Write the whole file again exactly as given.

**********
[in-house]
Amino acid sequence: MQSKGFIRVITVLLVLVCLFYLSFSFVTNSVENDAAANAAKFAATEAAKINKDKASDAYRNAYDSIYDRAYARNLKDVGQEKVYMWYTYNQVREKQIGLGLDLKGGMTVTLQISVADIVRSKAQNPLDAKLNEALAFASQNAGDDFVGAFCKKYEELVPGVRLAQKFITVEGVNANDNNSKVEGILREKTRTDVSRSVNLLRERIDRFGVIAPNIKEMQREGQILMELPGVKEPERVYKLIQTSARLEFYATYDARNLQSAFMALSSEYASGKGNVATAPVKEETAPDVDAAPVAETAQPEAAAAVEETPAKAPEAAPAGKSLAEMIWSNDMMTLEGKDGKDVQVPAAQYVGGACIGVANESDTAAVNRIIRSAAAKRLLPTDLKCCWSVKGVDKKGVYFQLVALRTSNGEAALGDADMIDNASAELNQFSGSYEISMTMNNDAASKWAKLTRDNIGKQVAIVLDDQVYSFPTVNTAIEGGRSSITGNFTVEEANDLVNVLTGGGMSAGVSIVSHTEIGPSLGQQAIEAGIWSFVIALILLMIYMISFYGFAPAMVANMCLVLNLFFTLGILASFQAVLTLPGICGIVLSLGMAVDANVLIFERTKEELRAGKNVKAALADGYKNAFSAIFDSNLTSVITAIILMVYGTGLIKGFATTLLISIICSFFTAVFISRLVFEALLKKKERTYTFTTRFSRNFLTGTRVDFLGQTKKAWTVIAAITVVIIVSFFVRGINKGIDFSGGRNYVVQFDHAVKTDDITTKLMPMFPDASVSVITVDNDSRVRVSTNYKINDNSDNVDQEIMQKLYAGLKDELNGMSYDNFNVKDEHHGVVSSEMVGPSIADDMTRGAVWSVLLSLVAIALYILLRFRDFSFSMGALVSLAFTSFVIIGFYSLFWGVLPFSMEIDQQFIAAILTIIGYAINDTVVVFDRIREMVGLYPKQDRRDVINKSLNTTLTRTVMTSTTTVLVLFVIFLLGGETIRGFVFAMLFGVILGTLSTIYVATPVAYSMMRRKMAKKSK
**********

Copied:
[in-house]
Amino acid sequence: MQSKGFIRVITVLLVLVCLFYLSFSFVTNSVENDAAANAAKFAATEAAKINKDKASDAYRNAYDSIYDRAYARNLKDVGQEKVYMWYTYNQVREKQIGLGLDLKGGMTVTLQISVADIVRSKAQNPLDAKLNEALAFASQNAGDDFVGAFCKKYEELVPGVRLAQKFITVEGVNANDNNSKVEGILREKTRTDVSRSVNLLRERIDRFGVIAPNIKEMQREGQILMELPGVKEPERVYKLIQTSARLEFYATYDARNLQSAFMALSSEYASGKGNVATAPVKEETAPDVDAAPVAETAQPEAAAAVEETPAKAPEAAPAGKSLAEMIWSNDMMTLEGKDGKDVQVPAAQYVGGACIGVANESDTAAVNRIIRSAAAKRLLPTDLKCCWSVKGVDKKGVYFQLVALRTSNGEAALGDADMIDNASAELNQFSGSYEISMTMNNDAASKWAKLTRDNIGKQVAIVLDDQVYSFPTVNTAIEGGRSSITGNFTVEEANDLVNVLTGGGMSAGVSIVSHTEIGPSLGQQAIEAGIWSFVIALILLMIYMISFYGFAPAMVANMCLVLNLFFTLGILASFQAVLTLPGICGIVLSLGMAVDANVLIFERTKEELRAGKNVKAALADGYKNAFSAIFDSNLTSVITAIILMVYGTGLIKGFATTLLISIICSFFTAVFISRLVFEALLKKKERTYTFTTRFSRNFLTGTRVDFLGQTKKAWTVIAAITVVIIVSFFVRGINKGIDFSGGRNYVVQFDHAVKTDDITTKLMPMFPDASVSVITVDNDSRVRVSTNYKINDNSDNVDQEIMQKLYAGLKDELNGMSYDNFNVKDEHHGVVSSEMVGPSIADDMTRGAVWSVLLSLVAIALYILLRFRDFSFSMGALVSLAFTSFVIIGFYSLFWGVLPFSMEIDQQFIAAILTIIGYAINDTVVVFDRIREMVGLYPKQDRRDVINKSLNTTLTRTVMTSTTTVLVLFVIFLLGGETIRGFVFAMLFGVILGTLSTIYVATPVAYSMMRRKMAKKSK